Compute the degree of QQ(i + √2)

Compute the degree of K = \mathbb{Q}(i + \sqrt{2}) over \mathbb{Q}. Exhibit three distinct subfields of K. Deduce that the polynomial found in this previous exercise is irreducible over \mathbb{Q}.

Since we know \theta = i + \sqrt{2} is a root of p(x) = x^4 - 2x^2 + 9, the degree of \theta over \mathbb{Q} is at most 4. In this previous exercise, we showed that K contains both i and \sqrt{2}, so that \mathbb{Q}(i), \mathbb{Q}(\sqrt{2}) \subseteq K. Now i\sqrt{2} \in K, so we also have \mathbb{Q}(i\sqrt{2}) \subseteq K. Note that the minimal polynomial of i over \mathbb{Q} is a(x) = x^2 + 1 (irreducible because a(x+1) is Eisenstein at 2), the minimal polynomial of \sqrt{2} is b(x) = x^2 - 2 (Eisenstein at 2) and the minimal polynomial of i\sqrt{2} is c(x) = x^2 + 2 (Eisenstein at 2). So these subfields all have degree 2 over \mathbb{Q}.

Suppose \alpha,\beta \in \mathbb{Q} and (\alpha + i\beta)^2 = 2. Comparing coefficients, we see that \alpha^2 - \beta^2 = 2 and \alpha\beta = 0. If \alpha = 0, then \beta^2 = -2, a contradiction since \beta^2 \geq 0. If \beta = 0, then \alpha^2 = 2, a contradiction since \sqrt{2} is not rational. In particular, \sqrt{2} \notin \mathbb{Q}(i), so that \mathbb{Q}(i) and \mathbb{Q}(\sqrt{2}) are distinct.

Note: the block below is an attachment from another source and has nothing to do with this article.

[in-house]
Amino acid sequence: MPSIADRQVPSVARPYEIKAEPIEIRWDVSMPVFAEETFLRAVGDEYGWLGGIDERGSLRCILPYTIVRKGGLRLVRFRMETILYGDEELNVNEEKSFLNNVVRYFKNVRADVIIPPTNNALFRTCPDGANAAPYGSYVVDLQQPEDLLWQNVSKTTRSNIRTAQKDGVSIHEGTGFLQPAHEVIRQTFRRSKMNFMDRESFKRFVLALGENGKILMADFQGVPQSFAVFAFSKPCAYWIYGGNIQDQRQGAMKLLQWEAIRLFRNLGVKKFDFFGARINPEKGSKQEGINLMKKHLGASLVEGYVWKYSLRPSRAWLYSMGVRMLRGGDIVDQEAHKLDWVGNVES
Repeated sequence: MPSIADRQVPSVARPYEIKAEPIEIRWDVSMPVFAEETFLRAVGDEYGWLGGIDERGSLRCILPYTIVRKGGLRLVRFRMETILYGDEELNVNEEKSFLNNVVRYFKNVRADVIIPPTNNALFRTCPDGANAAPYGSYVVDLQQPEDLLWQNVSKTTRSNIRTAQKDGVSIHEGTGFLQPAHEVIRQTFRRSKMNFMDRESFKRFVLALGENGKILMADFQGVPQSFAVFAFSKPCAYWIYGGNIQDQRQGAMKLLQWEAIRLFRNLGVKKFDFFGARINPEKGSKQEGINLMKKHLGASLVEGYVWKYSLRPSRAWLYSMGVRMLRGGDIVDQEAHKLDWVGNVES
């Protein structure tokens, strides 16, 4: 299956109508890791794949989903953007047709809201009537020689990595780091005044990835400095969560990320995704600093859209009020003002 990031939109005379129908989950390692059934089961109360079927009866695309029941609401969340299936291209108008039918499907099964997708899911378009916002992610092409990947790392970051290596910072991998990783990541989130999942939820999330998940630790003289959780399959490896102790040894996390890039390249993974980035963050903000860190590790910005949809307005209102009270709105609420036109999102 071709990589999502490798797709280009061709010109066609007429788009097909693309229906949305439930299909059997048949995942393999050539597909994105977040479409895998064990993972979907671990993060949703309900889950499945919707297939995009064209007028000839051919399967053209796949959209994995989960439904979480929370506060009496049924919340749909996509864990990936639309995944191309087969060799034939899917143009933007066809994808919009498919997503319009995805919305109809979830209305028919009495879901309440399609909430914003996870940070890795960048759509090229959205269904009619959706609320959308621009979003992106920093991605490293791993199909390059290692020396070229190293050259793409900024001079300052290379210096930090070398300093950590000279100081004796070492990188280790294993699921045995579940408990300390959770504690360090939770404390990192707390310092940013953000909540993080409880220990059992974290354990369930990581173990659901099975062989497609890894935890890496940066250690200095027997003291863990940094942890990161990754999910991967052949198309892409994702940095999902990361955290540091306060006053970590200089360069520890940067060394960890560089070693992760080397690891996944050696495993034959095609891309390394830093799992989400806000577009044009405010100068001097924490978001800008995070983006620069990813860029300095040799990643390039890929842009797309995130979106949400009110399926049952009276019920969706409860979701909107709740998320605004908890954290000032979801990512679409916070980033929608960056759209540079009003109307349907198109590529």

Similarly, if (\alpha + \beta i\sqrt{2})^2 = 2, then either \alpha^2 = 2 or \beta^2 = -1. So \mathbb{Q}(\sqrt{2}) and \mathbb{Q}(i\sqrt{2}) are distinct.

Finally, if (\alpha + i\beta\sqrt{2})^2 = -1, then either \alpha^2 = -1 or \beta^2 = 1/2, again a contradiction. So \mathbb{Q}(i) and \mathbb{Q}(i\sqrt{2}) are distinct.

Now we claim that the degree of \sqrt{2} over \mathbb{Q}(i) is 2. To see this, note that (since \mathbb{Q}(i) and \mathbb{Q}(\sqrt{2}) are distinct) x^2-2 is irreducible over \mathbb{Q}(i), and so is the minimal polynomial of \sqrt{2} over \mathbb{Q}(i). So \mathbb{Q}(i,\sqrt{2}) = \mathbb{Q}(i+\sqrt{2}) has degree 2 over \mathbb{Q}(i); hence K has degree 4 over \mathbb{Q}.

We can summarize this information using the following labeled lattice diagram.

A lattice of fields.

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